Best Galapagos Sites

Galapagos Sites for wildlife observation, snorkeling and hiking in the Islands and the evenly distribution of visitors at the same time.


The Galapagos National Park was declared as such back in 1959. Tourism, however, was hardly considered a formal activity in the Archipelago.

Little by little, more people became aware that visiting the Galapagos Islands could actually be done.

Here lies one of the main reasons why the Islands that included important areas of Galapagos Wildlife Observation had to have a higher level of protection.

This is how visitor sites became the Islands' most important feature for organized tourism.

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Galapagos sites in the National Park were established since the 1970's, and over time, some have been closed and others have been opened.

Best Galapagos Sites

  • North Seymour
  • South Plaza
  • Puerto Ayora, Charles Darwin Station, Caleta Tortuga, Tortuga Bay and Lava Tubes in Santa Cruz Island
  • Pinnacle Rock in Bartolome Island
  • Sullivan Bay
  • Post Office Bay in Floreana Island
  • Gordon Rocks
  • Gardener Bay and Punta Suarez in Espanola Island
  • Puerto Villamil on Isabela Island
  • Frigatebird Hill in San Cristobal Island

Currently, over 92 visitor sites are available, and they have been classified as Intensive Use Zones and Extensive Use Zones.

The difference between these two has only to do with the fragility of the visitor site (an index labeled as visitor carrying capacity), but it is worth noting that only 3% of the National Park is devoted to tourism.

Therefore, when visiting Galapagos you are touching an extremely small fraction of the Islands' protected land.

Yet, most visits remain un-crowded, thanks to the efforts of the National Park at assigning fixed itineraries for all vessels, regardless size.

In order to clearly show the Galapagos sites or designated areas for visiting, black and white stakes have been placed throughout the location.

Galapagos Naturalist Guides conduct shore visits and environmental interpretation happens along the trail. One of the rules of the Galapagos National Park is to stay on the trails.

It is only with visitors' awareness and cooperation that we can contribute to the great effort of preserving an Island ecosystem.

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This is a clear example on how the visitor becomes a direct key player in the sustainability of the destination.

Very few physical changes have taken place on the islands, as part of the designation of visitor sites.

Perhaps, the most obvious is the building of a small dock, which is only used for landing purposes (yes, of course, sea lions love these wonderful flat structures).

Once inland, very few Galapagos sites include modification of the walking areas, and the terrain therefore, remains untouched.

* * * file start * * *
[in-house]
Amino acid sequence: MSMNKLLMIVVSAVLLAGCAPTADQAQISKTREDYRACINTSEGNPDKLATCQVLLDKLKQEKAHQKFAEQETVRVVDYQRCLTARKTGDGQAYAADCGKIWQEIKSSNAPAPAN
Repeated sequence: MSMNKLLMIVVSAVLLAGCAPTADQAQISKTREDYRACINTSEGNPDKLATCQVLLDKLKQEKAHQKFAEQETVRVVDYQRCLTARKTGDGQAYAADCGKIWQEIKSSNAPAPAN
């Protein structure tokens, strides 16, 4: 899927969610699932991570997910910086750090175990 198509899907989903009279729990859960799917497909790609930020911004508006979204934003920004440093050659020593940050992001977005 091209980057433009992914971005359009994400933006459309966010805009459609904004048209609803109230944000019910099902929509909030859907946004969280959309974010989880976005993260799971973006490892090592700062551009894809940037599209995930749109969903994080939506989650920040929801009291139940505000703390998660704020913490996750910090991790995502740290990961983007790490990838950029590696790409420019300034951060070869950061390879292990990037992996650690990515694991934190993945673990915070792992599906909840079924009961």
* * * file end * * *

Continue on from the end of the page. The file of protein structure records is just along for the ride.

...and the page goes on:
Like in some other places, we could have made all sites easily accessible, and posing no difficulties whatsoever. But, it would sharply contrast against the dramatic nature of the Galapagos Volcanic Terrain

Plus, anything artificially built, will contradict the nature of this kind of trip. Some of the terrain variations include boulders, lava flows, tuff-stone layers, sandy beaches, brush, loose pebbles, and more.

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You will see that diversity is easily witnessed on every Island outing. This is another remarkable feature of the Galapagos Islands' perpetual enigma: why is each Island so different...?

Come and see the Islands by yourself, and enjoy the Galapagos sites that are part of this tropical jewel in the Pacific Ocean.

Recommended Reading

Ecuador & Galapagos (Insight Guides)

Ecuador & Galapagos (Insight Guides)
With 250 photos and tons of great information, this is an essential addition to your pre-Ecuador and -Galapagos reading! There are better guides if you are only interested in the islands, but for a combination trip taking in Ecuador as well, it's hard to beat.

Birds, Mammals, and Reptiles of the Galapagos Islands

Birds, Mammals, and Reptiles of the Galapagos Islands
Small enough to fit into your pocket, yet containing comprehensive information and pictures of all the species you will encounter in the islands, this book is a must-have for nature lovers. Let's face it, Galapagos is largely about the wildlife. This book will NOT disappoint, and you'll have a great memento of your time with the seals, penguins and tortoises!

Galapagos: The Islands That Changed the World

Galapagos: The Islands That Changed the World
Definitely NOT a tourist's guide, but if you're like me, and find the history and geography of the islands irresistible, then this is a title you ought to invest in. Stunningly illustrated, and painstakingly researched, those of you who have been there will be enchanted again -- and those of you who have not will begin planning your trip!

Moon Spotlight Galapagos Islands

Moon Spotlight Galapagos Islands
If you're a seasoned Galapagos regular, then you will probably prefer something weightier. But for first-timers looking for simple, down-to-earth advice on where to go, what to see and the best shopping and eating on the islands, this is the book for you. Small, well-priced, and reliable!

Galapagos: Islands Born of Fire

Galapagos: Islands Born of Fire
The 10th anniversary edition of this photographer's tour of the Galapagos Islands is a stunning book, worthy of anybody's coffee table. This is a perfect post-trip talking point -- a great way to remember what you've seen, and spread the word amongst your envious friends!

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If you have any questions about Galapagos Sites, You can post them on our Galapagos FAQ Page and if you'd like to request more information about our recommended Galapagos Tour Packages to explore these Islands, You can Contact us here

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